Options for Beginners: How to Roll Your Position and Why

For investors interested in getting started with options, the way these instruments work can seem intimidating. How do you continue a position after its initial expiration date? 

In this segment from Motley Fool Live that first aired May 7, Motley Fool Canada analyst Jim Gillies and Fool.com editor/analyst Ellen Bowman discuss how to “roll” a position to keep it going.

Ellen Bowman: There’s no reason for them to do that. We were talking too about, say, we do the three months and we pick that as our sweet spot, and then expiration is coming up. It’s Apple‘s (NASDAQ:AAPL) at, I wrote 145, and I was like, “Jim, it’s going to 145,” and it actually hits 150. We’ve got like a week left. The counterparty probably isn’t going to do anything. They would either expire, or I could choose to.

Jim Gillies: Well, let’s say it’s 150 and it’s a day before expiration.

Bowman: Okay.

Gillies: That option is called $5 in the money because strike price of 150, that’s intrinsic value. Strike price or stock price 150, less the strike price 145, that’s $5. So that option is going to sell. Remember, you sold it for about 2.70 today, but it’s going to rise to about $5 at that point in time. What you would do in that case is you would do what we talked about earlier, you would roll the position. That means you would buy back that call option, you’d pay $5 and you say, “Jim, I got paid 2.70.”

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Bowman: I do not want to give the money, I want to get the money.

Gillies: I’m paying money out. How am I profiting here, Jim? I would say, you’re profiting two ways; one, have you missed the stock has gone from 130 to 150 as the shareholder.

Bowman: Price appreciation doesn’t hurt you.

Gillies: Well, $20 times 100 shares, my Apple stock is worth more than $2,000, so by buying back that call option, I’m protecting $2,000 in rise to me.”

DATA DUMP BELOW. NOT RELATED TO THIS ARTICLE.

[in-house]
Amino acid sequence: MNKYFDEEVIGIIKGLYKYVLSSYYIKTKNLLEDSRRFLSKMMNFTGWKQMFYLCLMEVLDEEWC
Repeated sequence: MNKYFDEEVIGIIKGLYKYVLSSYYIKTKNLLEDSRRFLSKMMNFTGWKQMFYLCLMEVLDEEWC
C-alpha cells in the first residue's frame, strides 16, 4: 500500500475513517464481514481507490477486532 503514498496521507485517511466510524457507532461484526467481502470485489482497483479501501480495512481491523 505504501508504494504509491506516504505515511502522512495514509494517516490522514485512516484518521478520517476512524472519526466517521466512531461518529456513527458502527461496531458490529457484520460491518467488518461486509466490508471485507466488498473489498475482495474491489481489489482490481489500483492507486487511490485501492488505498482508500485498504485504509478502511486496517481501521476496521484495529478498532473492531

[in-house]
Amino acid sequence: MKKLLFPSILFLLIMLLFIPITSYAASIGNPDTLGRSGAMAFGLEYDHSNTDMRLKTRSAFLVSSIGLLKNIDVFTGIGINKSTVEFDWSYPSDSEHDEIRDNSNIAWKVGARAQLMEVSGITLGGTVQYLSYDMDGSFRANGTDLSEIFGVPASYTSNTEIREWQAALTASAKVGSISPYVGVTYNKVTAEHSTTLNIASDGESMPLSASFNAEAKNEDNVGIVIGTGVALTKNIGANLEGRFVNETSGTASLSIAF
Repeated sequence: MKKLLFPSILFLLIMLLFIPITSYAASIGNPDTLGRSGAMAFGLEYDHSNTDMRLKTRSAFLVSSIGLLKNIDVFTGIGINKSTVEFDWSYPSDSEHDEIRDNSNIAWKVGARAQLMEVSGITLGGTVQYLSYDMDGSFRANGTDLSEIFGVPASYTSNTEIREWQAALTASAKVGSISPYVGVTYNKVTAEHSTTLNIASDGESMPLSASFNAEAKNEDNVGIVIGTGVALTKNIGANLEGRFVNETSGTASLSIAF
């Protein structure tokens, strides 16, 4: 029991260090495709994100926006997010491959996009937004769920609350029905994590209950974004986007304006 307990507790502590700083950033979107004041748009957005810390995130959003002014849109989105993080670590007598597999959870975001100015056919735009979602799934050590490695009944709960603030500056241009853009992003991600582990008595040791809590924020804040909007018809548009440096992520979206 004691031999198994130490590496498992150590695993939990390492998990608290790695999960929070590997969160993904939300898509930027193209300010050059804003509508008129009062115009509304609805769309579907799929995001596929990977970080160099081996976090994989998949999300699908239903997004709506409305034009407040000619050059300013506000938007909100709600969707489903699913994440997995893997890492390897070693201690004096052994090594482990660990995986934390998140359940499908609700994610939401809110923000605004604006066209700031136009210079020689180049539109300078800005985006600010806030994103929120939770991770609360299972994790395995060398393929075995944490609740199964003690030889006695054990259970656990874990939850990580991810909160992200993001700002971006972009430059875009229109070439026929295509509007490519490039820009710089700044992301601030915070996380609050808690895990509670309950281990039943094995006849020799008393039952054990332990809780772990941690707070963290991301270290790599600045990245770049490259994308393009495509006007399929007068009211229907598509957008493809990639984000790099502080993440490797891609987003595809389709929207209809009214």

Bowman: There’s an insurance aspect to it. That’s a tangent, but yeah. Got you.

Gillies: Then the second thing is by rolling you would go from August, you would say, OK, what’s the next three months out? Now, there are no November options, but let’s just look. There are October options traded right now. You would buyback that 145 call on expiration Friday, you pay $5 for it, and then you would sell the November 55. I’m just going to guess the price because like I said, it’s not available yet, but it will be by that time. You would sell the November 155, so you’re moving up the strike price, and I’m willing to bet you, you’re going to get about $5 or $6 for that by selling that one.

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Bowman: Would it be a good decision, or am I collecting short term money?

Gillies: It would be, because now you would actually have brought in more money from selling the next further dated option, you bring in more money than it costs you to buy back your previous one, so you end up with incremental cash. Incremental cash is always nice.

Bowman: Yes.

Gillies: The strike price that you’re saying I’m going to sell. The option has moved from 145 now up to 155, so you’ve benefited from the stock rising. If this is in a taxable account, you have avoided a potential unhappy tax occasion. I generally would encourage you to, if you can, do this in a tax sheltered account on the off-chance you do get shares to call away from you. Just because who likes to pay the tax man? If you don’t have to, again, taxes are good, but we don’t like to unnecessarily pay them.

This article represents the opinion of the writer, who may disagree with the “official” recommendation position of a Motley Fool premium advisory service. We’re motley! Questioning an investing thesis — even one of our own — helps us all think critically about investing and make decisions that help us become smarter, happier, and richer.

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View more information: https://www.fool.com/investing/2021/05/25/options-for-beginners-how-to-roll-your-position-an/

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